While inspections are at the heart of the IAEA’s verification activities, they are increasingly supplemented by surveillance technologies that operate around the clock. This allows the IAEA to strengthen the effectiveness of its safeguards while increasing its efficiency.
Such monitoring of nuclear material and facilities provides continuity of knowledge, the ultimate assurance that material is not diverted from peaceful use. Instead of requiring the presence of inspectors, cameras and radiation detectors record long operations, such as refuelling a light water reactor, which can take weeks. Data are either securely transmitted to the IAEA in real time or inspectors can review them on location during an inspection, and check whether activities have been performed as declared.
Over a million pieces of encrypted safeguards data are collected by over 1400 surveillance cameras, and 400 radiation and other sensors around the world. More than 23 000 seals installed at nuclear facilities ensure containment of material and equipment.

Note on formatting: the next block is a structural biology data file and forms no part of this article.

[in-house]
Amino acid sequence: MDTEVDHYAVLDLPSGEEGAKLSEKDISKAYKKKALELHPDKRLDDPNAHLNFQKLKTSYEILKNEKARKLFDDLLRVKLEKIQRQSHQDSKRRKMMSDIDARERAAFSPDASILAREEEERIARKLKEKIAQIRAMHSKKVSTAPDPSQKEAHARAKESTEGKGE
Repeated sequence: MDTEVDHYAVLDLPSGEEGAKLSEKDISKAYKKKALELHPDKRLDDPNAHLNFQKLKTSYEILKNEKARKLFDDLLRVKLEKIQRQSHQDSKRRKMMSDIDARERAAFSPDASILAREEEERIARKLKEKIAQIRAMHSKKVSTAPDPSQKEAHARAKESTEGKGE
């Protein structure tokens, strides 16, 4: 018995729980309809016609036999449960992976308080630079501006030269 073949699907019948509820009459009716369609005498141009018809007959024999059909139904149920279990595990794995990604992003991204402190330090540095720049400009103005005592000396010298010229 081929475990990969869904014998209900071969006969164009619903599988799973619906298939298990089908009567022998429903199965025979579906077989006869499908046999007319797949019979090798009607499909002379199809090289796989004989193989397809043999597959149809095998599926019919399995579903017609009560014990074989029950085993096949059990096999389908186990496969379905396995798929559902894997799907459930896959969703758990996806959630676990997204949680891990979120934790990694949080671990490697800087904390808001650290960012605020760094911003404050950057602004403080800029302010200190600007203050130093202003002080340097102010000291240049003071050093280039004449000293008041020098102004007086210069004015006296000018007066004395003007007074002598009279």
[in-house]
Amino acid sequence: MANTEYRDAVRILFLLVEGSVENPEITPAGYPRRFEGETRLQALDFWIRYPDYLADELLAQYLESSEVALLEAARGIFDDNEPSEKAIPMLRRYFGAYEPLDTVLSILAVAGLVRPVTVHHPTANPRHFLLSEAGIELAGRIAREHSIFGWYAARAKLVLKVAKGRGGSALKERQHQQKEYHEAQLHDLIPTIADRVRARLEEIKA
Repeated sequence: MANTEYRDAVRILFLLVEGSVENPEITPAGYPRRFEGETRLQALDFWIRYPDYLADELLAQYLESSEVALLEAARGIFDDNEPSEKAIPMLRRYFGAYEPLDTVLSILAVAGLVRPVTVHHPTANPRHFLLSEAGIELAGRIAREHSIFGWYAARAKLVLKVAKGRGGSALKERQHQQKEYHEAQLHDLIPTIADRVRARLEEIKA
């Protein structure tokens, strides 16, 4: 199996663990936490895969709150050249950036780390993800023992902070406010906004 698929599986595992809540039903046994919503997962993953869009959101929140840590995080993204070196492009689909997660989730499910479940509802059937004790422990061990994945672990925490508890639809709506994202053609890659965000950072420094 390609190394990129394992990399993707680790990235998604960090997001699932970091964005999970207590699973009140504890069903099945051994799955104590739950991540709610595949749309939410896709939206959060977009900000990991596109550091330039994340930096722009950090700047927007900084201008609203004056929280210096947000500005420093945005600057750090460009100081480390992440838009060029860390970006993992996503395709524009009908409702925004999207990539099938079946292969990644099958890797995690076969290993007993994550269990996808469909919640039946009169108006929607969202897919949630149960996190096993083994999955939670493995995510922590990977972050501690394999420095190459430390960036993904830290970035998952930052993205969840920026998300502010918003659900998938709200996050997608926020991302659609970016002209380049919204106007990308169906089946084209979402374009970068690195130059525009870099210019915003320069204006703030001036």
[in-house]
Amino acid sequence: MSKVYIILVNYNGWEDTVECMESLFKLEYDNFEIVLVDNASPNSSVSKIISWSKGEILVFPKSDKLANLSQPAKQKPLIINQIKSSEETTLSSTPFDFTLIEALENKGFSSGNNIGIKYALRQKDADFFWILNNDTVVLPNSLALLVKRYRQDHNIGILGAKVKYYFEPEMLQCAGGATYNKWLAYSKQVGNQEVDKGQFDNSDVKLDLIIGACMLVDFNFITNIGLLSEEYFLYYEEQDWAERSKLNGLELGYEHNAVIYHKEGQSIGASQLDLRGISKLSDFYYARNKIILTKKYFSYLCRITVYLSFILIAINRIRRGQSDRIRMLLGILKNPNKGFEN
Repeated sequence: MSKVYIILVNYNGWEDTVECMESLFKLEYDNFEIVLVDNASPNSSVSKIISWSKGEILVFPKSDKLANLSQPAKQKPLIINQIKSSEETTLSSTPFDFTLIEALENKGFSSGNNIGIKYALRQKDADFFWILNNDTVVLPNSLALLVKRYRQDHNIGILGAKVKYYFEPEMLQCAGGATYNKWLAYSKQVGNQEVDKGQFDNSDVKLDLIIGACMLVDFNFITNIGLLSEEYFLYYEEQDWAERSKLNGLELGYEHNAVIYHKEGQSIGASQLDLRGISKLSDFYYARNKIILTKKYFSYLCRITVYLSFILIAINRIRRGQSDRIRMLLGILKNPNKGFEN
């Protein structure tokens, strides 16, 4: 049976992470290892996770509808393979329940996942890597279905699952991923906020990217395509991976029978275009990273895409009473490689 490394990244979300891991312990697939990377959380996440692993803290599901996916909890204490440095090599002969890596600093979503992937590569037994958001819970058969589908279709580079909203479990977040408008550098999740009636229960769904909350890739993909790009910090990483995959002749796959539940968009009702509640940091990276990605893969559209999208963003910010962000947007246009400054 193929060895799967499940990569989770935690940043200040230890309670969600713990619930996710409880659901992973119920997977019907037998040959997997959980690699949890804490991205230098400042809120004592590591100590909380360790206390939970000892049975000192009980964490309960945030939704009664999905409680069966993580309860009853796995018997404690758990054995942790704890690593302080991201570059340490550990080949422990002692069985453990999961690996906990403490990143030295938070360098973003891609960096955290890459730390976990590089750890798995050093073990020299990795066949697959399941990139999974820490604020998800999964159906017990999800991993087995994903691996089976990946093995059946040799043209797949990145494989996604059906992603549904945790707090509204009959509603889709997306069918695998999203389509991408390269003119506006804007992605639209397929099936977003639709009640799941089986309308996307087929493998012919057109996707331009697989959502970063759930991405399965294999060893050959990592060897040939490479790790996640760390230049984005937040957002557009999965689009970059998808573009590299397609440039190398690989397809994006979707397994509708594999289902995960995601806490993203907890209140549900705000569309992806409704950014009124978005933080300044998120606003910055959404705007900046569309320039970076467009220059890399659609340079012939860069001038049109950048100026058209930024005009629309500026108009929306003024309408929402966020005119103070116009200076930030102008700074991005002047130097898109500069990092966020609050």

The IAEA’s next generation surveillance system (NGSS) consists of cameras housed in tamper-indicating containers and equipped with long lasting batteries that can provide electricity for extended periods without access to external power. The authenticity and confidentiality of surveillance data acquired by the NGSS is maintained by three different layers of cryptographic data protection and multiple layers of physical, passive and active tamper-indication technology. At the heart of the NGSS camera, a secure surveillance core component protects the critical electronic components and the optical sensor, as well as the cryptographic secrets by an active tamper-indication mechanism.